Mosquito bloodmeal preferences in two zoological gardens in Germany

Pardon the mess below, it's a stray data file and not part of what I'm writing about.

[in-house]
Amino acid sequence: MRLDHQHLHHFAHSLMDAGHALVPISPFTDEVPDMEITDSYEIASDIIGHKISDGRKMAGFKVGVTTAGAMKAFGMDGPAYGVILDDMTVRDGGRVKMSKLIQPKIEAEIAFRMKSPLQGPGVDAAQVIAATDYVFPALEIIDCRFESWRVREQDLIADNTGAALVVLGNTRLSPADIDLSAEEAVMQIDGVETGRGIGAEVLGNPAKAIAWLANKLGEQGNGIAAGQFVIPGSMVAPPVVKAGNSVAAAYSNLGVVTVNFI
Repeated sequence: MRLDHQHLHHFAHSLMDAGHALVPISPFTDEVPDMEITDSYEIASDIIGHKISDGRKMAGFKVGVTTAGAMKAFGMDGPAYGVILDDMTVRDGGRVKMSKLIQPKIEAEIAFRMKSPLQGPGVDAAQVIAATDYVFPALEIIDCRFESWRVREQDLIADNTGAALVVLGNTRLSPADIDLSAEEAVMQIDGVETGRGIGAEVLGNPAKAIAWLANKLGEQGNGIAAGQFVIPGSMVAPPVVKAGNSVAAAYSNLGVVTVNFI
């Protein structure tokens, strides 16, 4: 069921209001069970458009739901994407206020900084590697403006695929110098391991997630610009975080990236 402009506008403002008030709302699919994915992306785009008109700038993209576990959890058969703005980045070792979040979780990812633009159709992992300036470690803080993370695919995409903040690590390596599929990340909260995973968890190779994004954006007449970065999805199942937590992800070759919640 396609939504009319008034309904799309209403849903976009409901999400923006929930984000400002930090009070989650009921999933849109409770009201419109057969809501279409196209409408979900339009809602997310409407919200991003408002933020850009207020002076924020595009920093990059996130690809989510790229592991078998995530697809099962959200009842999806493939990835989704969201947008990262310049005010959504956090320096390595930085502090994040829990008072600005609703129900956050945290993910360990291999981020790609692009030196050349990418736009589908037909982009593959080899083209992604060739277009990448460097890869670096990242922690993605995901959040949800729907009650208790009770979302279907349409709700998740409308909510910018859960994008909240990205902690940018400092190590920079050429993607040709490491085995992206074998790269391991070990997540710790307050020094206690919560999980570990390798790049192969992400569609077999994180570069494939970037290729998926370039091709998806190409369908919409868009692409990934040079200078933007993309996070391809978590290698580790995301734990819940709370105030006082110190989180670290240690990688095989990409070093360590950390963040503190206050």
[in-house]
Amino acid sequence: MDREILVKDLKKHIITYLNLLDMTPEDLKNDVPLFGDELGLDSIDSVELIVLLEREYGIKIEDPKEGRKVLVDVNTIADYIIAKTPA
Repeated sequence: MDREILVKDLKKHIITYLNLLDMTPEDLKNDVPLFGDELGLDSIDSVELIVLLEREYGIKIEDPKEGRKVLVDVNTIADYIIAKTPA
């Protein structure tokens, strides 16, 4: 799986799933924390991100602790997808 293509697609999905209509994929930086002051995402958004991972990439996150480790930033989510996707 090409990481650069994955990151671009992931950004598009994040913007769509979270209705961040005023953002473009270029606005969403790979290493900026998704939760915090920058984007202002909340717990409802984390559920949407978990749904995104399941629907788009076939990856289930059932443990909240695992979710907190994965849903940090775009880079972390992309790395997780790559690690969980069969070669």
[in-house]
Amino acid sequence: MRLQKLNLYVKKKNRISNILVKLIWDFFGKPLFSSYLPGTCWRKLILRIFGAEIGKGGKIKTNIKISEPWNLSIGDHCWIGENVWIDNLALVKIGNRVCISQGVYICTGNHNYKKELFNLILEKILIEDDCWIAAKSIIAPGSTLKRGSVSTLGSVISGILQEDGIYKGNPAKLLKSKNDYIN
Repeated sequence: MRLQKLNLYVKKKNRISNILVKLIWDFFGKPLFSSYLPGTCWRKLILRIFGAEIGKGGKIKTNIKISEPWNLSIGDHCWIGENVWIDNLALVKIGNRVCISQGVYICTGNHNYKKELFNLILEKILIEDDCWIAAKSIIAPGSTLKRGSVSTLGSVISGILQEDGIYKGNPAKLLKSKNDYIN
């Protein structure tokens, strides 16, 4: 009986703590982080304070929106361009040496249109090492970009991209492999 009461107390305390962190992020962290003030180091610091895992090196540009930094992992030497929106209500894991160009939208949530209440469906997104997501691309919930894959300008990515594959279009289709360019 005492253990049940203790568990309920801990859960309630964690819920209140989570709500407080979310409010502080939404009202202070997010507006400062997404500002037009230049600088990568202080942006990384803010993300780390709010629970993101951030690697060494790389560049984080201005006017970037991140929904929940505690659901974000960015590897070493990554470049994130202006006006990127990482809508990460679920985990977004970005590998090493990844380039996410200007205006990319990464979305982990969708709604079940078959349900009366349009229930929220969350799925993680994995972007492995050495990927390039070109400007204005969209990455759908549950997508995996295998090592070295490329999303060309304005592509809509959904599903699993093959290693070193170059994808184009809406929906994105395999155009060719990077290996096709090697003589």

Because they provide a high density and diversity of vertebrate species, small water pools and shaded environments, zoological gardens offer ideal living conditions for numerous mosquito species. Depending on their host preferences and vector competencies, these species may be able to transmit pathogens between native and non‐adapted exotic blood host species, thereby causing morbidity and mortality among valuable zoo animals. To determine the extent to which native mosquito species feed on captive and wild animals, as well as on humans, in two German zoological gardens, mosquitoes were collected over two seasons by trapping and aspirating. A total of 405 blood‐fed specimens belonging to 16 mosquito taxa were collected. Genetic bloodmeal analysis revealed 56 host species, mainly representing mammals of the zoo animal population, including exotic species previously not known as blood hosts of the mosquito species collected. These results indicate opportunistic feeding patterns with low host‐specificity in the analysed mosquitoes, although these could be grouped, according to their bloodmeals, into ‘amphibian‐’, ‘non‐human mammal‐’ and ‘non‐human mammal and human‐’ feeding species. As the blood‐feeding preferences of vector‐competent mosquito species are major determinants of vector capacity, information on the blood‐feeding behaviour of mosquitoes in zoos is crucial to the success of targeted vector management.